October 25, 2014 in Notable real cases | Permalink | Comments (2) | TrackBack

October 24, 2014

For our sex offense legislative drafting role play...

Would you rather have the exercise focused on:

1.  Drafting a new/improved rape provision for Oliwood/MPC to replace Section 213.1(1),


2.  Drafting a "most serious sex offense always requiring expulsion and prosecution" for a school campus behavior code?

Please indicate your preference in the comments.  Thanks.

October 24, 2014 in Course materials and schedule | Permalink | Comments (13) | TrackBack

October 19, 2014

Any lingering concerns or questions (other than grades) with respect to mid-term?

I just wanted to create this space for any enduring question on concerns regarding the mid-term exam.  For a host of reasons, process questions would be easier to answer than substance questions.  But I remain eager to continue the learning from an experience intended to be high-learning, low-stress (to the extent possible).  

I sincerely hope that, with the exam now in the rear-view mirror, everyone is now looking forward and gearing up for a lot of exciting homicide discussions over the next few weeks.  Though I love all parts of the course, I think the next 3-4 weeks are among the most dynamic, engaging and real-world exciting of the entire semester.

October 19, 2014 in Course materials and schedule, Preparing for the final | Permalink | Comments (5) | TrackBack

October 8, 2014

Gearing up for homicide discussions strating with Joe Shooter role play

As I mentioned in class, next week we will begin our in-depth discussions of homicide laws and we get started with another role-play.  To get off to a running start, I will here posting the Joe Shooter facts along with an encouragement for folks to sign up (in the comments and/or via an e-mail) to play the role of either prosecutor or defense attorney on Joe Shooter's behalf next week in California (a common-law-influenced jurisdiction) or Kansas (an MPC-influenced jurisdiction) or Ohio (a little of everything).

This time around, we only really need one lawyer for each side (so 6 total voulneers, a single prosecutor and a single defense attorney for each state).  In addition to the usual offer of happy hour celebration, volunteers this time around can know that they will be rewarded for their efforts by being assured they do get called upon in class until (well) after the midterm.  In addition, as I said in class, I am confident that serving as a lawyer in this role play provides a really good pre-mid-term preparation experience.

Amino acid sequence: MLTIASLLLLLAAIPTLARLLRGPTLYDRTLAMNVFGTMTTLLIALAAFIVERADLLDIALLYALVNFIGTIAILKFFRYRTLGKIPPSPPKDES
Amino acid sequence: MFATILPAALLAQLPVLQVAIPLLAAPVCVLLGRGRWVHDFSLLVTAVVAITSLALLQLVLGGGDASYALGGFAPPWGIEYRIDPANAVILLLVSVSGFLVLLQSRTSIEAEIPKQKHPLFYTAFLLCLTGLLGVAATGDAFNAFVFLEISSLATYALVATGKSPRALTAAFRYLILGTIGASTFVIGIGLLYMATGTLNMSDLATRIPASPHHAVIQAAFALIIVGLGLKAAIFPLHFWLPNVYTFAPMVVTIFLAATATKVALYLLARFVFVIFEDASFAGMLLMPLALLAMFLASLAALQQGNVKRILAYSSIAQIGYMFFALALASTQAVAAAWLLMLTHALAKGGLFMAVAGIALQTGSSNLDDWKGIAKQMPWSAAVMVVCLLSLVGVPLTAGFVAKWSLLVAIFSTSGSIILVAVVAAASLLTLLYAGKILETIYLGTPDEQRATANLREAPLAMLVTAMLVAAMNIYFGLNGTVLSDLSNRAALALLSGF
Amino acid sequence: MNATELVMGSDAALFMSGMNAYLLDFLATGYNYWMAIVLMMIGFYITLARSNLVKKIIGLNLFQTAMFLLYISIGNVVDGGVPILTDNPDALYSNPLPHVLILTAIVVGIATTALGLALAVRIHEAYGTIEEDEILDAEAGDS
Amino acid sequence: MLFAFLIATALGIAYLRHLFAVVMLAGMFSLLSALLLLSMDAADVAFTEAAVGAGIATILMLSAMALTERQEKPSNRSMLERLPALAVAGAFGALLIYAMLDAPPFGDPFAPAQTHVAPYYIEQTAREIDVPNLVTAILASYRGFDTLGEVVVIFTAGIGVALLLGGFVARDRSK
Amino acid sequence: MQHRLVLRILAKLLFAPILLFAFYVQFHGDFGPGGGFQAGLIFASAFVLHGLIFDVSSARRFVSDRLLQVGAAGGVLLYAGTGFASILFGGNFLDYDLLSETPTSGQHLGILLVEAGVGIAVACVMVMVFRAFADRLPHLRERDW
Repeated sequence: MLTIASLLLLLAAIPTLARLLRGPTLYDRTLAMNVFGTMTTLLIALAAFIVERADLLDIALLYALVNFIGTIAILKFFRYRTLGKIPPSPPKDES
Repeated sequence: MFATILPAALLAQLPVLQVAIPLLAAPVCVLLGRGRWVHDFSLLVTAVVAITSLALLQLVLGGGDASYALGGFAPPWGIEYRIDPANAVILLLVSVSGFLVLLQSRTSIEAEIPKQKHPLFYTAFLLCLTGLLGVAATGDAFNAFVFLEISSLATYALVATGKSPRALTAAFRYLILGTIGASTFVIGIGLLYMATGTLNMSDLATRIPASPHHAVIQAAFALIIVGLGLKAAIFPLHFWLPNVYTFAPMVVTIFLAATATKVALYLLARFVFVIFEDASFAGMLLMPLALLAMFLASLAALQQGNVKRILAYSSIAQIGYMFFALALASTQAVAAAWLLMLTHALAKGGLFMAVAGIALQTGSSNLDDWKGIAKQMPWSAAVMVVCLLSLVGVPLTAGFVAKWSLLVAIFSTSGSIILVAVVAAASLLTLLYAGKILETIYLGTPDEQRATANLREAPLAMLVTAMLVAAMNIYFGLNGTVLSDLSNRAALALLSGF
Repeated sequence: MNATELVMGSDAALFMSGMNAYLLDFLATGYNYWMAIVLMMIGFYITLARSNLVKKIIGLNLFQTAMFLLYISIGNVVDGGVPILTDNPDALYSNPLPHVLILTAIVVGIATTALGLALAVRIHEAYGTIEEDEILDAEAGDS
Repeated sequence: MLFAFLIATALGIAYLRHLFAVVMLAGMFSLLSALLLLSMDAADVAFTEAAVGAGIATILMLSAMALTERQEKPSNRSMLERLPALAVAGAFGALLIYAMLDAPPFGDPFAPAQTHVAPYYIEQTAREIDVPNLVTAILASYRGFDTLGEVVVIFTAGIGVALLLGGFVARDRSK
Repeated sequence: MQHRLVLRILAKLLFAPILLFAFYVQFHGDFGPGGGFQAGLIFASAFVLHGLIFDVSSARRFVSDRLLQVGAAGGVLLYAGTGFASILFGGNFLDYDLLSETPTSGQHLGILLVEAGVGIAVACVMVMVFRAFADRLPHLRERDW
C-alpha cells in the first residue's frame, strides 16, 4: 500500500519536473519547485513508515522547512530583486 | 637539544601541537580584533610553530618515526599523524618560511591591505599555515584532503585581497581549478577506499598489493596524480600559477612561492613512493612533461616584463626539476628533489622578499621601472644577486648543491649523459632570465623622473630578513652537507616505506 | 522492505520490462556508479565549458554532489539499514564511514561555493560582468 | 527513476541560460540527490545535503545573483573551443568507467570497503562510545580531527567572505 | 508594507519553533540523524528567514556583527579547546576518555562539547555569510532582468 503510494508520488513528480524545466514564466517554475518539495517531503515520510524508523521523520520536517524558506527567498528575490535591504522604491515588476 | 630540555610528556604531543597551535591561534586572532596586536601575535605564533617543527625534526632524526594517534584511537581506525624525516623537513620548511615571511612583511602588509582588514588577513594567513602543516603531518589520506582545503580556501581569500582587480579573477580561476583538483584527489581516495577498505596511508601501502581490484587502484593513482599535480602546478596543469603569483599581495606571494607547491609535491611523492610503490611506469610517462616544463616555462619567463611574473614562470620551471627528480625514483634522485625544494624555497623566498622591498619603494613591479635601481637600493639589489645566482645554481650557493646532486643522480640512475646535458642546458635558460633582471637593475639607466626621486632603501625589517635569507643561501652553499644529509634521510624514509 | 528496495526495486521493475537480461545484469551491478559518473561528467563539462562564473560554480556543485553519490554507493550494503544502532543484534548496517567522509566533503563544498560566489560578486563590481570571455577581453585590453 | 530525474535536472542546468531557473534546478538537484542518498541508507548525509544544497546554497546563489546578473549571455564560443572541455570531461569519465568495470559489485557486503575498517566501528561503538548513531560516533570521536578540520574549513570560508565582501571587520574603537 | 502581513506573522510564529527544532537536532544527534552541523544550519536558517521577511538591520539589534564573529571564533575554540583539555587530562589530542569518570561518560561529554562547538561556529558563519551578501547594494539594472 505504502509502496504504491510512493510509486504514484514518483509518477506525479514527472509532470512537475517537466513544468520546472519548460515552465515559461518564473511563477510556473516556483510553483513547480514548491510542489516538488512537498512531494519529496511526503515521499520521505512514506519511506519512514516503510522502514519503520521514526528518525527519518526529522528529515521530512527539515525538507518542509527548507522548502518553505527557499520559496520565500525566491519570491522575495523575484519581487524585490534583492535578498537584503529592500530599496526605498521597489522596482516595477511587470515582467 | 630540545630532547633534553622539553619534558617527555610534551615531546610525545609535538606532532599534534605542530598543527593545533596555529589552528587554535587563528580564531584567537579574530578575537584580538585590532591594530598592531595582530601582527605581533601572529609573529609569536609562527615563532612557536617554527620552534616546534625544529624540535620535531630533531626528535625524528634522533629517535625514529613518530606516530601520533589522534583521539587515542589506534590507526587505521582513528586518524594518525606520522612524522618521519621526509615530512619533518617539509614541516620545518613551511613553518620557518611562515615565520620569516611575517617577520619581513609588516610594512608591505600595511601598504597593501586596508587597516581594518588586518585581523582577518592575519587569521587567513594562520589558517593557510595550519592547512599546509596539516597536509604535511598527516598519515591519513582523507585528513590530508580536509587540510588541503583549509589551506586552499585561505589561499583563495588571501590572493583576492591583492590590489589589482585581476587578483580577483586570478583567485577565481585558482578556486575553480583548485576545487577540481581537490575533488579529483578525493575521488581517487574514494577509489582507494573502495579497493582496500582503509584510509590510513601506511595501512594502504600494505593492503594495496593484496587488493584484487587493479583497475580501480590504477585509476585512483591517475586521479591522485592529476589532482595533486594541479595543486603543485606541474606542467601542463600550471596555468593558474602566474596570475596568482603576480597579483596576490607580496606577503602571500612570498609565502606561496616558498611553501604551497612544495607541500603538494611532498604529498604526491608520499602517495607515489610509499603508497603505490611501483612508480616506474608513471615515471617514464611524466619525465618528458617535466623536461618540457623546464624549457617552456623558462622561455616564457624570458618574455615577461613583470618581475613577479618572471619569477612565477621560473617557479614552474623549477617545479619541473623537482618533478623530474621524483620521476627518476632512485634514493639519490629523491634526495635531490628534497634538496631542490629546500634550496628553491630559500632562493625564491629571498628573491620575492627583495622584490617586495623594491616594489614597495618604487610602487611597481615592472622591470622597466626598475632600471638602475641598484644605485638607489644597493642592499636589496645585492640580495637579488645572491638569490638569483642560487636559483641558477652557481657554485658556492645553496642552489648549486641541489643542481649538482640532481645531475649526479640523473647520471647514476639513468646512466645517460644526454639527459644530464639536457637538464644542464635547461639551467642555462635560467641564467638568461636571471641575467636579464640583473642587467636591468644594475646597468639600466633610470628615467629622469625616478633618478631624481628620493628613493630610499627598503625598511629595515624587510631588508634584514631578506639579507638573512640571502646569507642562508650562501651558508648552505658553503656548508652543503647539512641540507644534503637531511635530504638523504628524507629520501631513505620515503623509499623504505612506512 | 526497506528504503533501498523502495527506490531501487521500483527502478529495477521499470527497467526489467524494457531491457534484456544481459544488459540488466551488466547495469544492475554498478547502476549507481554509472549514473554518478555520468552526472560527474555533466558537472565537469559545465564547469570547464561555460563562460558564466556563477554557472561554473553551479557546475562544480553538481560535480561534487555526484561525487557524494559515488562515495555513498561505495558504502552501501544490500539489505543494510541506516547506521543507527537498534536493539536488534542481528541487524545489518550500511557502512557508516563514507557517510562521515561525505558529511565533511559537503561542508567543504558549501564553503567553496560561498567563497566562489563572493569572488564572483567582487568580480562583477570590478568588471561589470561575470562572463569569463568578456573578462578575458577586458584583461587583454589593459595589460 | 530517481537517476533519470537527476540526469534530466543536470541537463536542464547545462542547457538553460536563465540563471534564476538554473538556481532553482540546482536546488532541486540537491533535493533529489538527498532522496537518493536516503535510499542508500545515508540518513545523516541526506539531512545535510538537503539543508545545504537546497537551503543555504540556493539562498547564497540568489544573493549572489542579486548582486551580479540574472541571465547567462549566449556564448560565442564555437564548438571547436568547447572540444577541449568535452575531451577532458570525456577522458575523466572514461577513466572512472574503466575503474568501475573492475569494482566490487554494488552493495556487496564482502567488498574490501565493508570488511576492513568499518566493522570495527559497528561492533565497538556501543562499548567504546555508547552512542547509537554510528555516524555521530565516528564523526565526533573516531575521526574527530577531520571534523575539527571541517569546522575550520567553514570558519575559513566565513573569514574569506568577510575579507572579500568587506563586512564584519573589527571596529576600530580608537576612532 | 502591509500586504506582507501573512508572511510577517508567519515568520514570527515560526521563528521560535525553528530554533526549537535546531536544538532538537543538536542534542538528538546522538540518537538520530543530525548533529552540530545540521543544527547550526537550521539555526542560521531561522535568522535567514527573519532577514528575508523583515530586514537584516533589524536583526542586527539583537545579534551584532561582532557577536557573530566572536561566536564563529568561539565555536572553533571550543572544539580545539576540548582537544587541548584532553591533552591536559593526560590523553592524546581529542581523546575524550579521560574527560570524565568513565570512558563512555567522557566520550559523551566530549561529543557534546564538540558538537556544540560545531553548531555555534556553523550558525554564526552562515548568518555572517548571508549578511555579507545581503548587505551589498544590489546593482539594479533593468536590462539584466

So, review the Shooter facts and sign on up in the comments or via an e-mail to me.

Download 2014 Shooter facts

October 8, 2014 in Course materials and schedule | Permalink | Comments (1) | TrackBack

October 6, 2014

Details of extreme ACCA federal felon-in-possession case, US v. Young

I mentioned in class the remarkable federal case of US v. Young, in which I filed an amicus brief on behalf of the defendant in support of his Eighth Amendment claim (and had the chance to participate in oral argument as well).  Roughly a month ago, a panel of the Sixth Circuit rejected the defendant's arguments on appeal in US v. Young, No. 13-5714 (6th Cir. Sept. 11, 2014) (available here); the Sixth Circuit panel's per curiam ruling starts this way: 

Edward Young received a mandatory fifteen-year prison sentence for the crime of possessing seven shotgun shells in a drawer.  He came into possession of the shells while helping a neighbor sell her late husband’s possessions.  When he eventually discovered them, he did not realize that his legal disability against possessing firearms — resulting from felonies committed some twenty years earlier — extended to ammunition.  See 18 U.S.C. § 922(g)(1).  Under the Armed Career Criminal Act (ACCA), Young received a mandatory fifteen-year sentence.

Young now asks this court to conclude that the ACCA, as applied to him, is unconstitutional under the Eighth Amendment because the gravity of his offense is so low as compared to the harshness of his sentence, and unconstitutional under the Fifth Amendment because he lacked notice.  Our precedent compels us to reject these claims and to affirm Young’s sentence.

There is now a pending petition for en banc review by the full Sixth Circuit, but I will be surprised if that gets grant.  Thereafter, the defendant is likely to appeal to the Supreme Court, and I will be eager to write another amicus brief in support of that appeal when the time comes (and would be eager for any and all student help at that time).   

A lot more information about this case can be found in my various posts about it on my main blog, which I have listed and linked below:

October 6, 2014 in Notable real cases | Permalink | Comments (2) | TrackBack

October 3, 2014

I will be in our classroom today at 1:30 for optional discussion followed by happy hour...

The weather forecast has led the OSU golf event to be postponed, so I am now eager to hang out this afternoon in class and after with whomever wants to hang out with me.  I hope to see some of you.

October 3, 2014 in Course materials and schedule | Permalink | Comments (0) | TrackBack